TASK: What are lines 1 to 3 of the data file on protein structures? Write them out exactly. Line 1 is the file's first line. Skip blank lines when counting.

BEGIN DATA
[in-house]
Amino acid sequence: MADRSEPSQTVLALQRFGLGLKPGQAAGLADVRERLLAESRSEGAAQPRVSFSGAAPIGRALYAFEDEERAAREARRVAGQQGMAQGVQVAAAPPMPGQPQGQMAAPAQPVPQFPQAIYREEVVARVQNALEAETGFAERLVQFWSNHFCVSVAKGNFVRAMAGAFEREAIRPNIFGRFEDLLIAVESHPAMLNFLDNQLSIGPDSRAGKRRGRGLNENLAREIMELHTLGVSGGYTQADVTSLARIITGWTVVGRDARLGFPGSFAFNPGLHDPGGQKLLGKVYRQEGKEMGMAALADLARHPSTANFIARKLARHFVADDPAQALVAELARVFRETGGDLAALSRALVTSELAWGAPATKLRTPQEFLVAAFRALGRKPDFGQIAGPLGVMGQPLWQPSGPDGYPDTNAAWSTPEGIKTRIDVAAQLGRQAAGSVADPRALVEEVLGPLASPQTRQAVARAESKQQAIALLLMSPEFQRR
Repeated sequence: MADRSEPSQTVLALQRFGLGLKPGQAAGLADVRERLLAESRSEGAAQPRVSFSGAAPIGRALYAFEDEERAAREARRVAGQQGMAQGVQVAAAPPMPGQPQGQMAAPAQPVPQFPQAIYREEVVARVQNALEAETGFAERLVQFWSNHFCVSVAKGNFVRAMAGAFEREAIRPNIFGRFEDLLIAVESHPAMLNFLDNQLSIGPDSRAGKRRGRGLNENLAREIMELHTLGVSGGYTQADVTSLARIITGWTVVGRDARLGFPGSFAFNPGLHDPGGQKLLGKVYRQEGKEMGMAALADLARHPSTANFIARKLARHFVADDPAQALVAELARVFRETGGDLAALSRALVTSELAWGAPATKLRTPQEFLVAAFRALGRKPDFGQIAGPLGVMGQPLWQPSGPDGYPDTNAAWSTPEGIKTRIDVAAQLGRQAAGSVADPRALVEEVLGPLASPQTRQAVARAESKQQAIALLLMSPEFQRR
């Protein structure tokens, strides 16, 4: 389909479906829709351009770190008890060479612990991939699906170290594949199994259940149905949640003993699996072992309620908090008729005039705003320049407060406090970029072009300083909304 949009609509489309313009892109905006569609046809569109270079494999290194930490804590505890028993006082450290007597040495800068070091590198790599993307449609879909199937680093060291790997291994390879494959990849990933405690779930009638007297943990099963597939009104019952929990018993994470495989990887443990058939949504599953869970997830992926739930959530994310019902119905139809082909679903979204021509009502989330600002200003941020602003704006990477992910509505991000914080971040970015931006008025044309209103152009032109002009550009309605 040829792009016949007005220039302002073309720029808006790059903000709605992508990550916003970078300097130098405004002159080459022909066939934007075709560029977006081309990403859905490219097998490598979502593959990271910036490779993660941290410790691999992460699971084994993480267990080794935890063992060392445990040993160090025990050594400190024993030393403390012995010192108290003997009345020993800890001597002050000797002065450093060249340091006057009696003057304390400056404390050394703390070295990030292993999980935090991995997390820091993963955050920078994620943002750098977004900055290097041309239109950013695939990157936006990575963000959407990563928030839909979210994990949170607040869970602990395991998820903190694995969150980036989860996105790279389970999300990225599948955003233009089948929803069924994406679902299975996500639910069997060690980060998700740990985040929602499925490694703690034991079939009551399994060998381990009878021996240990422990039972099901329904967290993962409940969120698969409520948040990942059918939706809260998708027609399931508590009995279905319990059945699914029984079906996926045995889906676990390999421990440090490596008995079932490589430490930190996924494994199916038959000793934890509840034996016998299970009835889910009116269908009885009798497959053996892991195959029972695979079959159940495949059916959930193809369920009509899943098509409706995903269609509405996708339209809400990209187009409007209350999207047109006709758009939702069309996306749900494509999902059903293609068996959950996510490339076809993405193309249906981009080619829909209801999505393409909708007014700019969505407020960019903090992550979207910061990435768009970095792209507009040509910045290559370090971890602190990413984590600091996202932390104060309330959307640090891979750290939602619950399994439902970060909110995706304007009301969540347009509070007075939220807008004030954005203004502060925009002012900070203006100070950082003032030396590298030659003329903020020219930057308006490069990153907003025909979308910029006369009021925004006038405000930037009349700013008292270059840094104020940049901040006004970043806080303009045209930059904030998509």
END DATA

[in-house]
Amino acid sequence: MADRSEPSQTVLALQRFGLGLKPGQAAGLADVRERLLAESRSEGAAQPRVSFSGAAPIGRALYAFEDEERAAREARRVAGQQGMAQGVQVAAAPPMPGQPQGQMAAPAQPVPQFPQAIYREEVVARVQNALEAETGFAERLVQFWSNHFCVSVAKGNFVRAMAGAFEREAIRPNIFGRFEDLLIAVESHPAMLNFLDNQLSIGPDSRAGKRRGRGLNENLAREIMELHTLGVSGGYTQADVTSLARIITGWTVVGRDARLGFPGSFAFNPGLHDPGGQKLLGKVYRQEGKEMGMAALADLARHPSTANFIARKLARHFVADDPAQALVAELARVFRETGGDLAALSRALVTSELAWGAPATKLRTPQEFLVAAFRALGRKPDFGQIAGPLGVMGQPLWQPSGPDGYPDTNAAWSTPEGIKTRIDVAAQLGRQAAGSVADPRALVEEVLGPLASPQTRQAVARAESKQQAIALLLMSPEFQRR
Repeated sequence: MADRSEPSQTVLALQRFGLGLKPGQAAGLADVRERLLAESRSEGAAQPRVSFSGAAPIGRALYAFEDEERAAREARRVAGQQGMAQGVQVAAAPPMPGQPQGQMAAPAQPVPQFPQAIYREEVVARVQNALEAETGFAERLVQFWSNHFCVSVAKGNFVRAMAGAFEREAIRPNIFGRFEDLLIAVESHPAMLNFLDNQLSIGPDSRAGKRRGRGLNENLAREIMELHTLGVSGGYTQADVTSLARIITGWTVVGRDARLGFPGSFAFNPGLHDPGGQKLLGKVYRQEGKEMGMAALADLARHPSTANFIARKLARHFVADDPAQALVAELARVFRETGGDLAALSRALVTSELAWGAPATKLRTPQEFLVAAFRALGRKPDFGQIAGPLGVMGQPLWQPSGPDGYPDTNAAWSTPEGIKTRIDVAAQLGRQAAGSVADPRALVEEVLGPLASPQTRQAVARAESKQQAIALLLMSPEFQRR